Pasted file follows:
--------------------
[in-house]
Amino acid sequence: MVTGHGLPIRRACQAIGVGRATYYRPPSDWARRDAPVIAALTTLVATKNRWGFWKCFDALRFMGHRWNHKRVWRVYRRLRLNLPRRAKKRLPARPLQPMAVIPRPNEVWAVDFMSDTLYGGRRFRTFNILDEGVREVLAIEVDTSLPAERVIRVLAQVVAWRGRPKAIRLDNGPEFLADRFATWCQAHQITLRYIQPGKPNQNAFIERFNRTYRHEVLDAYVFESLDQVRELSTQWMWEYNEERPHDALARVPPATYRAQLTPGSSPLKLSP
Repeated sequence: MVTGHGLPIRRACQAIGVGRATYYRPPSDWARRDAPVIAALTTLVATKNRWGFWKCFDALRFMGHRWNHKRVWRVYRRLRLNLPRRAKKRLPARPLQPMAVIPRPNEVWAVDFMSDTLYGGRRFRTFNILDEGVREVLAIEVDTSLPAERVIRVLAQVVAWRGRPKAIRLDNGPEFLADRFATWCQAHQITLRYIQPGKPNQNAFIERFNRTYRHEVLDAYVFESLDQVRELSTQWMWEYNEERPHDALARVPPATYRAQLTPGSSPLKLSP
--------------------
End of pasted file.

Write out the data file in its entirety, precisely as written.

[in-house]
Amino acid sequence: MVTGHGLPIRRACQAIGVGRATYYRPPSDWARRDAPVIAALTTLVATKNRWGFWKCFDALRFMGHRWNHKRVWRVYRRLRLNLPRRAKKRLPARPLQPMAVIPRPNEVWAVDFMSDTLYGGRRFRTFNILDEGVREVLAIEVDTSLPAERVIRVLAQVVAWRGRPKAIRLDNGPEFLADRFATWCQAHQITLRYIQPGKPNQNAFIERFNRTYRHEVLDAYVFESLDQVRELSTQWMWEYNEERPHDALARVPPATYRAQLTPGSSPLKLSP
Repeated sequence: MVTGHGLPIRRACQAIGVGRATYYRPPSDWARRDAPVIAALTTLVATKNRWGFWKCFDALRFMGHRWNHKRVWRVYRRLRLNLPRRAKKRLPARPLQPMAVIPRPNEVWAVDFMSDTLYGGRRFRTFNILDEGVREVLAIEVDTSLPAERVIRVLAQVVAWRGRPKAIRLDNGPEFLADRFATWCQAHQITLRYIQPGKPNQNAFIERFNRTYRHEVLDAYVFESLDQVRELSTQWMWEYNEERPHDALARVPPATYRAQLTPGSSPLKLSP